Throughout van der Elsken’s career and throughout his travels and various photographic projects, van der Elsken remained committed to his passion for observing and documenting humanity and human nature. The themes throughout the exhibition and his oeuvre remain clear: street life, daily life, and the reality of the average human, perhaps even the commonalities among these average people despite their different ethnicities, nationalities, or appearances. Even when van der Elsken was asked to photograph an exhibition for the Stedelijk Museum, van der Elsken’s camera captured the people visiting the exhibition and their reactions to and participation in the exhibition more than the exhibition itself.

Despite van der Elsken’s adventurous spirit, he always returned to the Netherlands. Amsterdam sparked his interest in youth and the rebellious spirit that would become ever more prevalent in the ensuing decades, and he got his start with street photography in Amsterdam. His confrontational, witty, and honest method of photography might even be described as typical of Dutch character.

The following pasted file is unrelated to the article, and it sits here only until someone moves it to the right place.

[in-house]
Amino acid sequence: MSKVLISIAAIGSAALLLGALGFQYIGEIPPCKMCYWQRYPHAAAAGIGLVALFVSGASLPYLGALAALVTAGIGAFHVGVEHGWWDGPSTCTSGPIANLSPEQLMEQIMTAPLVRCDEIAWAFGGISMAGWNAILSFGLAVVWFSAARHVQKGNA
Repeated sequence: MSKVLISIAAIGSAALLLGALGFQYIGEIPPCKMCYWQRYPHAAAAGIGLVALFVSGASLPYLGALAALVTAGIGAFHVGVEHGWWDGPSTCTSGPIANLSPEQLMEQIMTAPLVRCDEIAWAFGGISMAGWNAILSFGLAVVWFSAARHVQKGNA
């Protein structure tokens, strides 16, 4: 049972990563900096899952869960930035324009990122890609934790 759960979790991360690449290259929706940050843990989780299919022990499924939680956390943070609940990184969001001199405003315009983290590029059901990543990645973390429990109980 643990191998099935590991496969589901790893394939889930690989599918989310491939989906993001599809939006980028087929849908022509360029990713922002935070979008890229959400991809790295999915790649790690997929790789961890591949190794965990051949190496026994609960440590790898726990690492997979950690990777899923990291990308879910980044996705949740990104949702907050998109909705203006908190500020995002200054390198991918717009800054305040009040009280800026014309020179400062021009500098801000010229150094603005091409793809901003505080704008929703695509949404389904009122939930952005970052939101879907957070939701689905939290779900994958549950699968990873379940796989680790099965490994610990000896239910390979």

The variety of objects in the exhibition—the wall-sized reproductions of his photographs, the audio for interviews, van der Elsken’s films, van der Elsken’s scribbled notes as he tried to organize and design his photobooks, and digital film flipping through the pages of van der Elsken’s completed and published photobooks—provide an immersive experience in the like and work of van der Elsken.

De Verliefde Camera (The Infatuated Camera) is on show at the Stedelijk Museum through 21 May 2017. The Stedelijk Museum is a modern and contemporary art museum located on the

Museumplein in Amsterdam. The museum is open 10:00-18:00 daily, and 10:00-22:00 on Fridays. An adult ticket to the museum costs 15 euros.